Sarah Cobb Paine

Wife of Declaration of Independence Signer Robert Treat Paine

Robert Treat Paine
Edward Savage and John Coles, Jr., Artists

Sarah Cobb was born on May 15, 1744, in Taunton, Massachusetts, where her father, Captain Thomas Cobb, was a prominent citizen, magistrate, and member of the legislature. Her mother was Lydia Leonard, whose father and grandfather were both called Captain James Leonard, had been prominent in the early history of Bristol County. Her brother, General David Cobb, served all through the Revolution, three years of that time as an aide on the staff of George Washington. Sarah’s early life and education were similar to that of other daughters of well-to-do citizens of the commonwealth.

Robert Treat Paine was born in Boston on March 11, 1731, the son of Reverend Thomas Paine and Eunice Treat Paine. He could trace his ancestry back to a colonial governor, an acting president of Harvard, and a signer of the Mayflower Compact. His father, Thomas, was pastor of a church in Weymouth for several years, but because of impaired health, resigned and engaged in mercantile pursuits in Boston.

A bright, well-bred, popular youngster, Robert Treat Paine studied for seven years at the Latin School, then went on to Harvard College. While still a student at Harvard, his father’s business failed; upon graduation in 1749 at the age of eighteen, Paine had to teach in a country village – instead of running the family business as he had expected. He gave up teaching after one school term, and served as Chaplain of the military expedition to Crown Point in 1755.

Because of frail health, Paine set out to build up his strength by working on the sea. He spent some years as a merchant marine visiting the southern colonies, Spain, the Azores, and England. About this time, he decided to forsake the ministry for the law, in which he had become interested during his theological studies.

When he returned home in 1754, he began to study law in the office of Benjamin Pratt, later Chief Justice of the Colony of New York. Paine was admitted to the bar in 1757, two months after his twenty-sixth birthday. That same week his father died, passing on to his son the remains of a still-failing business. Paine first set up office in Portland, Maine (then part of Massachusetts), but in 1761 relocated to Taunton, Massachusetts, where he practiced law for many years.

In the 1760s, Paine was active in the resistance movement to the hated Stamp Act and Townshend Acts, and quickly became a patriot for the cause of independence. In 1768, he was a delegate to the provincial convention which was called to meet in Boston after the dissolution of the general court by Sir Francis Bernard, Royal Governor of Massachusetts.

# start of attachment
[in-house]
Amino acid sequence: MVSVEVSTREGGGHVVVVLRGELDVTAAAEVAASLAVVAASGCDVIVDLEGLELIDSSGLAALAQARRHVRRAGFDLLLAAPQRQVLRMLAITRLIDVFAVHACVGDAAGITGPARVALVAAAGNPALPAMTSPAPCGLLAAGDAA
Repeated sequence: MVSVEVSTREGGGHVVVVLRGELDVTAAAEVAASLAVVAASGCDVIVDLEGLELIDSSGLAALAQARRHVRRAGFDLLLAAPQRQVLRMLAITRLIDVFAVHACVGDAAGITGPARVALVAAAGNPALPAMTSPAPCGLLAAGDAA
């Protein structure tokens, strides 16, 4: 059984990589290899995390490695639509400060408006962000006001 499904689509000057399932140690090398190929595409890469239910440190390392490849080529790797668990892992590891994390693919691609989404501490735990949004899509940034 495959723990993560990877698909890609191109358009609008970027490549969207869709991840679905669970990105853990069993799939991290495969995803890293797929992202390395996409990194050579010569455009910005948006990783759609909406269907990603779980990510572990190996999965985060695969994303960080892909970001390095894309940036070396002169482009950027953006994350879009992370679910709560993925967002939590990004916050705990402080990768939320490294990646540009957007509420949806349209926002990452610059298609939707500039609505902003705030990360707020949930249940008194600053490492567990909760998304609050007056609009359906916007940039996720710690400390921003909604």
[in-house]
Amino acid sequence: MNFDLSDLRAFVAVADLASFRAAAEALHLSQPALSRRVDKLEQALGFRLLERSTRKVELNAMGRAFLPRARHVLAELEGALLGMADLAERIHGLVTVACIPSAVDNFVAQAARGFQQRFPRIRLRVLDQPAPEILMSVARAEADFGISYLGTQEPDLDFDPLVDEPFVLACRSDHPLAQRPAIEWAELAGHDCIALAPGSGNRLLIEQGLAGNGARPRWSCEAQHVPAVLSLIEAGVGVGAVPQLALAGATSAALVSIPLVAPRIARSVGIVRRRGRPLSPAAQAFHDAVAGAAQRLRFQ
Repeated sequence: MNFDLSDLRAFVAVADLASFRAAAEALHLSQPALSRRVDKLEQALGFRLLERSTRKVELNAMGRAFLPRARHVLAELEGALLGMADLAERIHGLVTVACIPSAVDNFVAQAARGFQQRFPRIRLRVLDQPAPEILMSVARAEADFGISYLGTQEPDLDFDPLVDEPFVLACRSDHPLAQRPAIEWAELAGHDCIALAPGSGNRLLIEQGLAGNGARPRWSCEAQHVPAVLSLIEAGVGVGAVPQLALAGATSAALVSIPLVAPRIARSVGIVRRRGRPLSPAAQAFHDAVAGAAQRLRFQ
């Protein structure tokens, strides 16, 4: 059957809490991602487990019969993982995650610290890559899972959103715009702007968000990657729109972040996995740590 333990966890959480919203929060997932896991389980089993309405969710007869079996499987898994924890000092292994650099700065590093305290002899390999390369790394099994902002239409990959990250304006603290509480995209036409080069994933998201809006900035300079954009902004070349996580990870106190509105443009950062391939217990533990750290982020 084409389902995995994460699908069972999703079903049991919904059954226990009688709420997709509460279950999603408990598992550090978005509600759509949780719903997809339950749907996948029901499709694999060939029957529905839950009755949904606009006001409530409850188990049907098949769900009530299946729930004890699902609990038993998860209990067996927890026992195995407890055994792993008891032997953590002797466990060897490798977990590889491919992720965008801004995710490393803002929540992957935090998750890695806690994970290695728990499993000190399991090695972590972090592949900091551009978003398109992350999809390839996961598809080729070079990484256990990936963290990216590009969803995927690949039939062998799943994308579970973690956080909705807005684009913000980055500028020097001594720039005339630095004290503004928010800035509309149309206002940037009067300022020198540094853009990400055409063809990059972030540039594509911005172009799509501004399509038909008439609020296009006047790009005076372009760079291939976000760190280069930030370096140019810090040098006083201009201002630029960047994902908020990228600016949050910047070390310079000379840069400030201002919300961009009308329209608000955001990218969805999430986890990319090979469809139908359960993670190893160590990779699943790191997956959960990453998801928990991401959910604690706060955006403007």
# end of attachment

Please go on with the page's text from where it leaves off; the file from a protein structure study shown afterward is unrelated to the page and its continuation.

Despite the governor’s efforts to prohibit such a meeting, the delegates remained for several days, discussing their grievances with the local government. This meeting served as an early warning that the Boston area colonists would act in their own best interests, even when their interests stood at odds with those of their leaders. At that time, Paine did not believe that separation from England would be necessary, but his participation in the meeting demonstrated his support of colonial rights.

On February 28, 1770, Robert Treat Paine married Sarah Cobb, who was already pregnant with their first child. They had eight children, four sons and four daughters. The oldest sons, Robert Treat, Thomas, and Charles were educated for the law, and Henry the youngest, for commercial business.

In 1770, the Townshend Acts passed by Great Britain imposed customs duties on British goods – tea, lead, glass, paints, and paper imported into the American colonies. British troops were sent to Boston to enforce payment of the duties. On March 5, 1770, a verbal exchange between a British soldier and a colonial apprentice named Edward Garrick took place on King Street. This argument heightened tensions between the colonists and the soldiers. Later that afternoon, Garrick returned to King Street with supporters, and the angry group directed all of their frustration at the soldiers.

Along with their insults, the colonists also hurled snowballs and oysters. One soldier retaliated by striking Garrick on the head with his musket. As passersby joined the scene to form a crowd nearly four hundred strong, nearby British soldiers arrived to address the very real possibility of a riot. Some witness accounts claim to have heard the word “Fire!” uttered by the British, but the claim is unsubstantiated. All that is known is that moments after shots were fired, eleven colonists had been injured and five men were killed in what became known as the Boston Massacre.

Boston hired Paine to prosecute the soldiers at their trial. John Adams led the defense team for the British soldiers despite his belief that war was inevitable. Though Paine was already a well-known attorney, he made a public name for himself during the course of the Boston Massacre Trial. Although he only convicted two of the eight soldiers, he became very popular among the patriots.

After the trial, Paine became even more involved in the colonial cause. A friend of both John Adams and John Hancock, Paine soon found himself enmeshed in the controversy with England over citizen rights. He served in the Massachusetts General Court from 1773 to 1774, and in the Provincial Congress from 1774 to 1775.

Robert Treat Paine was one of the first five Delegates sent by Massachusetts to the Continental Congress (1774-76), where he specialized in military and Indian affairs. The duties of the Congress at this time were to address the people of America, petition the King, state their grievances, assert their rights, and recommend the suspension of imports from Britain into the colonies. Paine served on the committees that formed the rules of debate, and later served as chairman of the committee charged with acquiring gunpowder for the Continental Army.

In 1775, Paine signed the Olive Branch Petition, the final appeal to the King of England, which was adopted by the Continental Congress in July 1775 in an attempt to avoid a full-blown war with England. The petition affirmed American loyalty to England and entreated the king to prevent further conflict. The petition was rejected by King George III, which proved to be a turning point for the colonists.